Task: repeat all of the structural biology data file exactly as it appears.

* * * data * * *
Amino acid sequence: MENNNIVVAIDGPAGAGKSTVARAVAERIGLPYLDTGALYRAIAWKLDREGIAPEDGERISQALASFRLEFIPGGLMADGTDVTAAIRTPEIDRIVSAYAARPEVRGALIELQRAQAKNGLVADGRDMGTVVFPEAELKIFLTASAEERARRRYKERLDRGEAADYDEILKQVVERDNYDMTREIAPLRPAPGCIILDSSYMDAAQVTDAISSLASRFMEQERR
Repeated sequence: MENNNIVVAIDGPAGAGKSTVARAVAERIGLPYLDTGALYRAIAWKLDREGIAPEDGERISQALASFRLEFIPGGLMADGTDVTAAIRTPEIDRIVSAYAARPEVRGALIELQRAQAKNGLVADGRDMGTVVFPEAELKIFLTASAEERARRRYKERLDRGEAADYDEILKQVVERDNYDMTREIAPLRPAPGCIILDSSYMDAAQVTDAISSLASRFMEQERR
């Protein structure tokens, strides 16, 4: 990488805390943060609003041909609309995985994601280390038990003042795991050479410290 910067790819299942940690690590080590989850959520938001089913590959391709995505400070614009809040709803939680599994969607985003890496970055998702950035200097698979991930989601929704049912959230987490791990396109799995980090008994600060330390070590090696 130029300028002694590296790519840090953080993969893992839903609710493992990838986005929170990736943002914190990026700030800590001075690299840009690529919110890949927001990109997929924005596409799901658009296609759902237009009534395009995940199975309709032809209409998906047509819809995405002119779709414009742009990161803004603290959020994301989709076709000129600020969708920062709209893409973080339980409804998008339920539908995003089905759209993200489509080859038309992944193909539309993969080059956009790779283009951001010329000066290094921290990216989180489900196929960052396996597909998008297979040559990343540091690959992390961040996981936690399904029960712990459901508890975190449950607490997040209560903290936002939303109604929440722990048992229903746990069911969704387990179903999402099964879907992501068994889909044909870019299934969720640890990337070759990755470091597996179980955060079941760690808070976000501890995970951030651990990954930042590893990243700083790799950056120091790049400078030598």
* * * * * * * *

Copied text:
Amino acid sequence: MENNNIVVAIDGPAGAGKSTVARAVAERIGLPYLDTGALYRAIAWKLDREGIAPEDGERISQALASFRLEFIPGGLMADGTDVTAAIRTPEIDRIVSAYAARPEVRGALIELQRAQAKNGLVADGRDMGTVVFPEAELKIFLTASAEERARRRYKERLDRGEAADYDEILKQVVERDNYDMTREIAPLRPAPGCIILDSSYMDAAQVTDAISSLASRFMEQERR
Repeated sequence: MENNNIVVAIDGPAGAGKSTVARAVAERIGLPYLDTGALYRAIAWKLDREGIAPEDGERISQALASFRLEFIPGGLMADGTDVTAAIRTPEIDRIVSAYAARPEVRGALIELQRAQAKNGLVADGRDMGTVVFPEAELKIFLTASAEERARRRYKERLDRGEAADYDEILKQVVERDNYDMTREIAPLRPAPGCIILDSSYMDAAQVTDAISSLASRFMEQERR
């Protein structure tokens, strides 16, 4: 990488805390943060609003041909609309995985994601280390038990003042795991050479410290 910067790819299942940690690590080590989850959520938001089913590959391709995505400070614009809040709803939680599994969607985003890496970055998702950035200097698979991930989601929704049912959230987490791990396109799995980090008994600060330390070590090696 130029300028002694590296790519840090953080993969893992839903609710493992990838986005929170990736943002914190990026700030800590001075690299840009690529919110890949927001990109997929924005596409799901658009296609759902237009009534395009995940199975309709032809209409998906047509819809995405002119779709414009742009990161803004603290959020994301989709076709000129600020969708920062709209893409973080339980409804998008339920539908995003089905759209993200489509080859038309992944193909539309993969080059956009790779283009951001010329000066290094921290990216989180489900196929960052396996597909998008297979040559990343540091690959992390961040996981936690399904029960712990459901508890975190449950607490997040209560903290936002939303109604929440722990048992229903746990069911969704387990179903999402099964879907992501068994889909044909870019299934969720640890990337070759990755470091597996179980955060079941760690808070976000501890995970951030651990990954930042590893990243700083790799950056120091790049400078030598």